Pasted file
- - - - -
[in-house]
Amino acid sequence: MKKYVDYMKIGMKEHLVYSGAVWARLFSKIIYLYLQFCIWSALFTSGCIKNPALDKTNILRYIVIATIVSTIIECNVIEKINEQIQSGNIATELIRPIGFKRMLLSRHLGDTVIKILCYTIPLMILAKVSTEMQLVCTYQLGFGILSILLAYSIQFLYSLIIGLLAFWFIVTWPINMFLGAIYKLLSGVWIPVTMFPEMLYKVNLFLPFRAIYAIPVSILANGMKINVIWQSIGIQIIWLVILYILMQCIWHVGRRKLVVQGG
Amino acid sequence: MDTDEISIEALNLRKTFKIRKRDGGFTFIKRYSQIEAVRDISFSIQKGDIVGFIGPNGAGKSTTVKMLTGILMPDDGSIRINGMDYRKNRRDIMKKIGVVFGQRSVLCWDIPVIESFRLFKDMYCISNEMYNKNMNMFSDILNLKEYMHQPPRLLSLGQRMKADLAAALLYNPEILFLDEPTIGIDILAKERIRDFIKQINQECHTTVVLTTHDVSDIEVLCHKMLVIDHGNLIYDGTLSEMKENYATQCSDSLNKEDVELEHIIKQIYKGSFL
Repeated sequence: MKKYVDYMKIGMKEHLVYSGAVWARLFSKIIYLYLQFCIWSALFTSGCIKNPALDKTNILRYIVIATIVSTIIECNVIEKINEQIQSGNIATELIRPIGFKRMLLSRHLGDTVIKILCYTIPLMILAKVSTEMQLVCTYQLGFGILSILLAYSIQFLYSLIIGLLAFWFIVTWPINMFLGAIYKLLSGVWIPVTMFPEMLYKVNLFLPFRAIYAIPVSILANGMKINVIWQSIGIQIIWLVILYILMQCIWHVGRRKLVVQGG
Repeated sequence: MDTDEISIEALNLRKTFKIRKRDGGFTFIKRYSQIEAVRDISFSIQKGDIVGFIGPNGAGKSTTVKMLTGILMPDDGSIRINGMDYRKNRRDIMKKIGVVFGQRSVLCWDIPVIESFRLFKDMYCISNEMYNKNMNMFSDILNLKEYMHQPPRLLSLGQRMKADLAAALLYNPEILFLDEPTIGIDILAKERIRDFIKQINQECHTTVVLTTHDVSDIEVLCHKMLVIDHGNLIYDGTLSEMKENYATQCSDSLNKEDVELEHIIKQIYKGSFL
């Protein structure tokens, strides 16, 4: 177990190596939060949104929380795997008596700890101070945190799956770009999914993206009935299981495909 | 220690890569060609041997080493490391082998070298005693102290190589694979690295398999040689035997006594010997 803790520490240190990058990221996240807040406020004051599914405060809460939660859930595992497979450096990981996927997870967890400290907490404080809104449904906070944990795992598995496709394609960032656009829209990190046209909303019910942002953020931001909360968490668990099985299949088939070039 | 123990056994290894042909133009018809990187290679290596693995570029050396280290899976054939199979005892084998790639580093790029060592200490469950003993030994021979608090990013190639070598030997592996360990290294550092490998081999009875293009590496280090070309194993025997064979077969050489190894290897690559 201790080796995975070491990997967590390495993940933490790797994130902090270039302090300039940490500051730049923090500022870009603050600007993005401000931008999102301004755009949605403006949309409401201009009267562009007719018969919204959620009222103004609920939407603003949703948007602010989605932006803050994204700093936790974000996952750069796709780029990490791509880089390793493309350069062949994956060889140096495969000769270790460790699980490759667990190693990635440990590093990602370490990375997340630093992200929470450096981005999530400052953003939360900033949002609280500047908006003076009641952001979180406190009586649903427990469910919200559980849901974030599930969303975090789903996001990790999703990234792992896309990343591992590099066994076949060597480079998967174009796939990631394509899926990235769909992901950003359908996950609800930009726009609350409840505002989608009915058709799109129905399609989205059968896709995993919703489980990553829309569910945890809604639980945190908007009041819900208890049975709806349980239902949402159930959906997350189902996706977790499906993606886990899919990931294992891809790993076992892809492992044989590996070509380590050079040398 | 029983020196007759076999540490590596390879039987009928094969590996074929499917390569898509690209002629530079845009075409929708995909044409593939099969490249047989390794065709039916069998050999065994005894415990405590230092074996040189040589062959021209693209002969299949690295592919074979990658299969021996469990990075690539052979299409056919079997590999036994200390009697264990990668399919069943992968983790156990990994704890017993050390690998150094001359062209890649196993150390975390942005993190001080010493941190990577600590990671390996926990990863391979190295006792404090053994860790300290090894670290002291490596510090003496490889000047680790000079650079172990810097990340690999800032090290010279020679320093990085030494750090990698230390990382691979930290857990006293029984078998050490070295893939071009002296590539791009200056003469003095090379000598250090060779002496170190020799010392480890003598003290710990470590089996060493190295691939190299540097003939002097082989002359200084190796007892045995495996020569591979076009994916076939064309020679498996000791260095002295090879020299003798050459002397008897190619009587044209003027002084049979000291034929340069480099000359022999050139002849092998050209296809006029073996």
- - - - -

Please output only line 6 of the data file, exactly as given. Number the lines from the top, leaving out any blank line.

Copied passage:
């Protein structure tokens, strides 16, 4: 177990190596939060949104929380795997008596700890101070945190799956770009999914993206009935299981495909 | 220690890569060609041997080493490391082998070298005693102290190589694979690295398999040689035997006594010997 803790520490240190990058990221996240807040406020004051599914405060809460939660859930595992497979450096990981996927997870967890400290907490404080809104449904906070944990795992598995496709394609960032656009829209990190046209909303019910942002953020931001909360968490668990099985299949088939070039 | 123990056994290894042909133009018809990187290679290596693995570029050396280290899976054939199979005892084998790639580093790029060592200490469950003993030994021979608090990013190639070598030997592996360990290294550092490998081999009875293009590496280090070309194993025997064979077969050489190894290897690559 201790080796995975070491990997967590390495993940933490790797994130902090270039302090300039940490500051730049923090500022870009603050600007993005401000931008999102301004755009949605403006949309409401201009009267562009007719018969919204959620009222103004609920939407603003949703948007602010989605932006803050994204700093936790974000996952750069796709780029990490791509880089390793493309350069062949994956060889140096495969000769270790460790699980490759667990190693990635440990590093990602370490990375997340630093992200929470450096981005999530400052953003939360900033949002609280500047908006003076009641952001979180406190009586649903427990469910919200559980849901974030599930969303975090789903996001990790999703990234792992896309990343591992590099066994076949060597480079998967174009796939990631394509899926990235769909992901950003359908996950609800930009726009609350409840505002989608009915058709799109129905399609989205059968896709995993919703489980990553829309569910945890809604639980945190908007009041819900208890049975709806349980239902949402159930959906997350189902996706977790499906993606886990899919990931294992891809790993076992892809492992044989590996070509380590050079040398 | 029983020196007759076999540490590596390879039987009928094969590996074929499917390569898509690209002629530079845009075409929708995909044409593939099969490249047989390794065709039916069998050999065994005894415990405590230092074996040189040589062959021209693209002969299949690295592919074979990658299969021996469990990075690539052979299409056919079997590999036994200390009697264990990668399919069943992968983790156990990994704890017993050390690998150094001359062209890649196993150390975390942005993190001080010493941190990577600590990671390996926990990863391979190295006792404090053994860790300290090894670290002291490596510090003496490889000047680790000079650079172990810097990340690999800032090290010279020679320093990085030494750090990698230390990382691979930290857990006293029984078998050490070295893939071009002296590539791009200056003469003095090379000598250090060779002496170190020799010392480890003598003290710990470590089996060493190295691939190299540097003939002097082989002359200084190796007892045995495996020569591979076009994916076939064309020679498996000791260095002295090879020299003798050459002397008897190619009587044209003027002084049979000291034929340069480099000359022999050139002849092998050209296809006029073996």